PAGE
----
Tesla’s Elon Musk to advise startup Lucid Motors

Tesla Inc’s CEO Elon Musk has signed up as an adviser to fledgling startup Lucid Motors, a previous backer of the Palo Alto-based company that unveiled a super-high-performance plug-in hybrid sedan last month. Musk…

Tesla's Elon Musk to advise startup Lucid Motors

Tesla Inc’s CEO Elon Musk has signed up as an adviser to fledgling startup Lucid Motors, a previous backer of the Palo Alto-based company that unveiled a super-high-performance plug-in hybrid sedan last month.

Musk disclosed on Twitter that he would be working for the two-year-old firm, which plans to raise $50 million in a series A round of funding that would then be followed by up to $600 million. He did not mention the valuation of the company in a subsequent tweet.

“We are both tremendously excited to have Elon Musk of Tesla and SpaceX join our team,” Lucid’s co-founder and chief executive Brian Lee told Reuters. “He is one of the key people whose advice I would rely on, and he has been for some time.”

The charismatic entrepreneur is increasingly managing his own vehicle start-ups after Tesla stumbled to a production slowdown of its Model 3 sedan.

Lucid’s super-light battery-powered sedan costs $70,000 before including a $7,500 federal tax credit and a price tag that draws comparisons to Tesla’s Model S sedan, which also costs about $70,000. But the new vehicle has similar design and drive characteristics and a top speed of about 200 miles per hour.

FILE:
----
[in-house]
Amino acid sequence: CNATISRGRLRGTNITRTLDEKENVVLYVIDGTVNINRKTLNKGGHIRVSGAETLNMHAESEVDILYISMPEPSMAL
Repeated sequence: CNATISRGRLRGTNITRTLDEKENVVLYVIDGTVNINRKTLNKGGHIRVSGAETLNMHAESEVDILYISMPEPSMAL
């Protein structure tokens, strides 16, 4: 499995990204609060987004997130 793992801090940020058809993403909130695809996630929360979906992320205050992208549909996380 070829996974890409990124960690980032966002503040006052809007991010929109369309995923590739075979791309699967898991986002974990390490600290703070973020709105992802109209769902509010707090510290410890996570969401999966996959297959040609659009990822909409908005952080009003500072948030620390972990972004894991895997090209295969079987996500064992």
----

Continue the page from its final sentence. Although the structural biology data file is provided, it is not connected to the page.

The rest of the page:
Musk has described the car as “game-changing”.

Lucid unveiled the car on 16 July in a splashy showpiece event in Las Vegas, drawing about 200 journalists from around the world to its event centre. The sedan had a “rotating red ring”, resembling a spinning cockroach, on its nose with charging stations all around.

Musk showed up hours later and admitted that parts of the event were “really cool, but the things I don’t understand were really confusing.”

Tesla declined to comment.

The wisdom of the timing remains hotly debated. If Lucid succeeds, it could intensify a Silicon Valley-versus-Detroit manufacturing rivalry.

Tesla has struggled to put the Model 3 on the road, delaying the car’s highly anticipated delivery by more than a year to late 2019.

Tesla’s shares ended Wednesday up 1.6% at $276.99 on the Nasdaq, far ahead of the broader market.

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